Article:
Deutsche headhunted Flatley from Bank of America in 2006, where he had masterminded a push into algorithmic trading and direct market access after the NYSE moved sharply towards electronic trading.
Flatley has since positioned the German bank to take advantage of its core strengths, including substantial German retail flow and equity finance. He has also sought to profit from the transformation of the European market and wild swings in volatility, using new algorithms and with a focus on market structure and execution coaching.
Deutsche Bank was third in Thomson Reuters Extel’s annual brokerage rankings, edging out Citigroup and Bank of America Merrill Lynch.
An accountant, Flatley moved into technology in the 1980s, and has taken “every job in the industry”, including support and product management. Before joining BofA, he spent three years as chief operating officer at Boston-based software company MacGregor, which has been credited with building the first global order routing system.
Flatley said: “There is no college course for electronic trading, so people come from a variety of backgrounds, including technology, sales, exchanges and trading. Those who do well tend to be curious about market structure.”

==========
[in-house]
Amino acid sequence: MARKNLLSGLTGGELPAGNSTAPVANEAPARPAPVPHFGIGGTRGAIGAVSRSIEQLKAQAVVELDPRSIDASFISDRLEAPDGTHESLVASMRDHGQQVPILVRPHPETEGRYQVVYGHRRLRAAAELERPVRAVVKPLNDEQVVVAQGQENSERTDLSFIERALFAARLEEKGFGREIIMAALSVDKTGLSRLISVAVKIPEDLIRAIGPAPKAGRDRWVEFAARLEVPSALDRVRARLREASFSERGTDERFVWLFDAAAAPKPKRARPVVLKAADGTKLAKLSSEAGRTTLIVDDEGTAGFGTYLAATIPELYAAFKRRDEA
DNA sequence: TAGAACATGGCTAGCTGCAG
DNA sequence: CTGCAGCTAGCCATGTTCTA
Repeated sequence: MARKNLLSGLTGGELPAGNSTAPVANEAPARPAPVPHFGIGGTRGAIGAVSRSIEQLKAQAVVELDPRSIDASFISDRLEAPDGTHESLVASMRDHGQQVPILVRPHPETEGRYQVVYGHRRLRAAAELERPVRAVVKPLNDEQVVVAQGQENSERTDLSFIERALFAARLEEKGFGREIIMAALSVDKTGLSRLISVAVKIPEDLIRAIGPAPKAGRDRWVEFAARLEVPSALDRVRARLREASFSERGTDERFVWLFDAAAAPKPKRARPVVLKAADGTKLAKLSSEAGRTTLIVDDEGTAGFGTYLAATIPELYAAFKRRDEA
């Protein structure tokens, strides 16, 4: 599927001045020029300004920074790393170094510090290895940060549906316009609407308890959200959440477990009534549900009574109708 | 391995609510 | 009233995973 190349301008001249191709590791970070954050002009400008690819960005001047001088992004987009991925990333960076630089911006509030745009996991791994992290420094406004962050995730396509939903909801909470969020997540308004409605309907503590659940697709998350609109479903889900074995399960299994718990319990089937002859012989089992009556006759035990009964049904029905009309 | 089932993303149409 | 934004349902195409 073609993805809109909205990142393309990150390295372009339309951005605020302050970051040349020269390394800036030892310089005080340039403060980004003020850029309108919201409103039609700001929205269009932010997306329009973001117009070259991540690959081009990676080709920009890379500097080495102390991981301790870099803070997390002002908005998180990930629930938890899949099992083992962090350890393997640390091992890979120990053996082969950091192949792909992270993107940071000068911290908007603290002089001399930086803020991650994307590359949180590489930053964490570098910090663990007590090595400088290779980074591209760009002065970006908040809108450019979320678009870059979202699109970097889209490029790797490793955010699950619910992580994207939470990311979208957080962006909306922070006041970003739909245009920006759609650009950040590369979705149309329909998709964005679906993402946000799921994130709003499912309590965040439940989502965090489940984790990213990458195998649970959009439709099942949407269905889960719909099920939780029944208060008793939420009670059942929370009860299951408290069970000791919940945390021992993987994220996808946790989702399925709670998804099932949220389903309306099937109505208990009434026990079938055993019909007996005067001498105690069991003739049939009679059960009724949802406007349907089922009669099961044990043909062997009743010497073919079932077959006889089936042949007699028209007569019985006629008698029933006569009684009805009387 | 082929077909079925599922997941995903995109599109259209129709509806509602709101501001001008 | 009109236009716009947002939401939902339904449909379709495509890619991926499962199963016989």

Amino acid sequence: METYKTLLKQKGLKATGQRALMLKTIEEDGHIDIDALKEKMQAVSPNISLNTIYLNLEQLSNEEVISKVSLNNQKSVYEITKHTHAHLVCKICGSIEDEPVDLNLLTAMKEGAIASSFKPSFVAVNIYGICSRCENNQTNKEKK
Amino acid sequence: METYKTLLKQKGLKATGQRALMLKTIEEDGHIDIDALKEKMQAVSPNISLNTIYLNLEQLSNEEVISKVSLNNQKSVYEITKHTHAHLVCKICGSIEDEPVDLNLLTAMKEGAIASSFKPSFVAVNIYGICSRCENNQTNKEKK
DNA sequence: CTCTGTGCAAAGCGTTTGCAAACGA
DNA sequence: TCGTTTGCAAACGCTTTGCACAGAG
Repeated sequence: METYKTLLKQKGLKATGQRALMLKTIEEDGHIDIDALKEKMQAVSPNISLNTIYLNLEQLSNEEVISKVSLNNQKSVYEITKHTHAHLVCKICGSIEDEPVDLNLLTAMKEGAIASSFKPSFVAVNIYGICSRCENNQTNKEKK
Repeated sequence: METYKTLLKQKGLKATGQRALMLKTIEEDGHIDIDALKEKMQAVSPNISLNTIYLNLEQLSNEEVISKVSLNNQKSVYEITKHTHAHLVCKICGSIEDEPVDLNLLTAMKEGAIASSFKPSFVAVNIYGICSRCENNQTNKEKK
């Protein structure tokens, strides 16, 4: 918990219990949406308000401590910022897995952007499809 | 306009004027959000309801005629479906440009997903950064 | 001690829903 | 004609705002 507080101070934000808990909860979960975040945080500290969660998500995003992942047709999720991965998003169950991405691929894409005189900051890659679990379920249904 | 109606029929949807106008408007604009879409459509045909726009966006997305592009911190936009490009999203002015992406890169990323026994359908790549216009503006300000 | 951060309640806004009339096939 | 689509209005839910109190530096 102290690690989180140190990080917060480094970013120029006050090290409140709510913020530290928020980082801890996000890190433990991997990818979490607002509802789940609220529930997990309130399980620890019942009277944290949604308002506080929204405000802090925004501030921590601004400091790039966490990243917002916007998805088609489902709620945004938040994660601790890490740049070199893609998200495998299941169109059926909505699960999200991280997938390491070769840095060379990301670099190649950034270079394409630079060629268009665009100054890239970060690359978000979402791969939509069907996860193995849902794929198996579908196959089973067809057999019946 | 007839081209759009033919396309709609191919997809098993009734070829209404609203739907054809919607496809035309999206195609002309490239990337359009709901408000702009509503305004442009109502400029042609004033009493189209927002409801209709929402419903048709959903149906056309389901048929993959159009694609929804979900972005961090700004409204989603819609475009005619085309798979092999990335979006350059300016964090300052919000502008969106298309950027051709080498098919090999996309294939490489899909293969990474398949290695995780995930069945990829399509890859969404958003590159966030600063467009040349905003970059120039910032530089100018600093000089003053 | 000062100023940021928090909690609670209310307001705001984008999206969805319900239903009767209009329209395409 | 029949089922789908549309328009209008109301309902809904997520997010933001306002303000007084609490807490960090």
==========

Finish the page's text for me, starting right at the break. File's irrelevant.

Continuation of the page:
Head of electronic trading for Emea at Citigroup
Recruited by Richard Evans, the star trader and a founder of the equity trading platform Turquoise, Vensel took on the top job in February after the departure of his boss amid sweeping job cuts.
A Harvard Business School graduate, Vensel served at electronic broker Instinet and US trading system Island before joining Automated Trading Desk, the US trading boutique bought by Citigroup in October 2007. In his current role, he has sought to give Citigroup’s electronic trading business a global look and feel, and help clients capitalise on its access to vast amounts of liquidity.
He boasts of Citigroup’s experience with smart order routers, and claims to give clients access to the same technology as its own traders.
He said: “We have taken the best algorithms from the US and moved them to Europe, and have also launched our US dark pool, Citi Match, in Emea.”
New clients are emerging in markets such as South Africa and Greece, although the bulk of European trading originates from the UK. Vensel’s sales background means he finds talking to clients the most interesting part of the business. He said: “I always found the market microstructure fascinating, and like to discuss where clients see markets going. People have tremendous ideas.”
© Efinancial News 2009, www.efinancialnews.com